Monday 23 Jul 2018 | 23:48 | SYDNEY
Monday 23 Jul 2018 | 23:48 | SYDNEY

ASPI does resilience


Sam Roggeveen


8 May 2008 11:23

Yesterday the Australian Strategic Policy Institute released a new paper advocating a more resilient Australia. Societal and economic resilience is a topic we've tackled before here at The Interpreter, and it is very encouraging to see it get such systematic treatment from ASPI. Let's hope it kicks along a national debate, and that Ric Smith's homeland security review makes resilience a real priority.

The ASPI paper focuses deliberately on the broad topic of Australia's ability to cope with and recover from all kinds of disasters, not just man-made ones like a major terrorist attack. This is a reminder that terrorism is by no means the biggest threat we face, and that many of the systems and processes needed to cope with an attack would be the same ones necessary for other kinds of disaster response. Unfortunately, as the report points out, the previous government didn't really recognise this, and hence spending and attention tended to focus too heavily on terrorism.

Authors Anthony Bergin and David Templeman go on to say that this terrorism focus encourages a national security 'need to know' mindset, whereas what's really required is to encourage community involvement in disaster response. On this score, the paper gives the Howard Government some credit for initiatives like the National Security Hotline, though that might be too generous. Sure, the public could be involved to the extent of identifying possible threats, but it was a one-way street— us helping the government to protect us. What's really required (and what the paper recommends) is for government to provide the tools for the community to help itself.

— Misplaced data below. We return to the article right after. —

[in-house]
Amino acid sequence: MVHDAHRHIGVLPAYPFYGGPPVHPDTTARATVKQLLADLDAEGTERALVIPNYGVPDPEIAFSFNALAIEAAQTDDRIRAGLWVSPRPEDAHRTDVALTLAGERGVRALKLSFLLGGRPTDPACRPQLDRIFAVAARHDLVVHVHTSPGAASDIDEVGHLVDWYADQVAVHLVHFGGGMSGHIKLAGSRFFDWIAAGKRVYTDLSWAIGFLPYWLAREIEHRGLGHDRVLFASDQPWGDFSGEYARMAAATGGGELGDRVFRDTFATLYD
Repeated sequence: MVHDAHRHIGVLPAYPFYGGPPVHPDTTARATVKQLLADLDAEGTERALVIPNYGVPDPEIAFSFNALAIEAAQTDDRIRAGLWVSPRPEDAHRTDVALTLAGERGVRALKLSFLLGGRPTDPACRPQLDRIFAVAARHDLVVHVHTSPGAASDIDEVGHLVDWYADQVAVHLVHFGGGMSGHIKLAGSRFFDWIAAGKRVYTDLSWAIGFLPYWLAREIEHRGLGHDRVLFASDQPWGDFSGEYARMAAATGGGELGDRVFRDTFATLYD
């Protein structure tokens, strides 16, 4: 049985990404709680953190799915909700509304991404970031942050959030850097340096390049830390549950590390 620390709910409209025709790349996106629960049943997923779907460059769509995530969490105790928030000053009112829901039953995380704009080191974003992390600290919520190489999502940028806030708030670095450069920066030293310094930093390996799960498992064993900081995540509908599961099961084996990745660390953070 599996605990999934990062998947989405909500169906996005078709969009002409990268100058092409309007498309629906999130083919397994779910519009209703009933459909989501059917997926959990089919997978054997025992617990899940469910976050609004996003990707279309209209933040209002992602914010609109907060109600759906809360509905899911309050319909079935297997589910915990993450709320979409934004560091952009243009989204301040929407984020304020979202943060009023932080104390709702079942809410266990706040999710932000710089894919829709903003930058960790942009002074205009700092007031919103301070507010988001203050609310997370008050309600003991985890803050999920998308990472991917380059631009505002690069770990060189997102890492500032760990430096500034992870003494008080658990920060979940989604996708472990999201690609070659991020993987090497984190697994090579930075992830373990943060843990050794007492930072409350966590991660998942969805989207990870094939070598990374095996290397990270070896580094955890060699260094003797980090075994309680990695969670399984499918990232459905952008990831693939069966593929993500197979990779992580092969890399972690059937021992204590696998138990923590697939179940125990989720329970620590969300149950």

If I have a reservation about the paper, it is that its recommendations say too little about what you might call disaggregation as a means to improve resiliency. Like most industrialised countries, Australia is highly dependent on a small number of infrastructure nodes, the breakdown of which could be disastrous for one of our big cities or even the country. The ASPI paper recommends strengthening this infrastructure, but what about pulling it apart to reduce reliance on any one link? To take the example of electricity, should we be thinking about much smaller-scale power generation, or does that fall down on economies-of-scale grounds?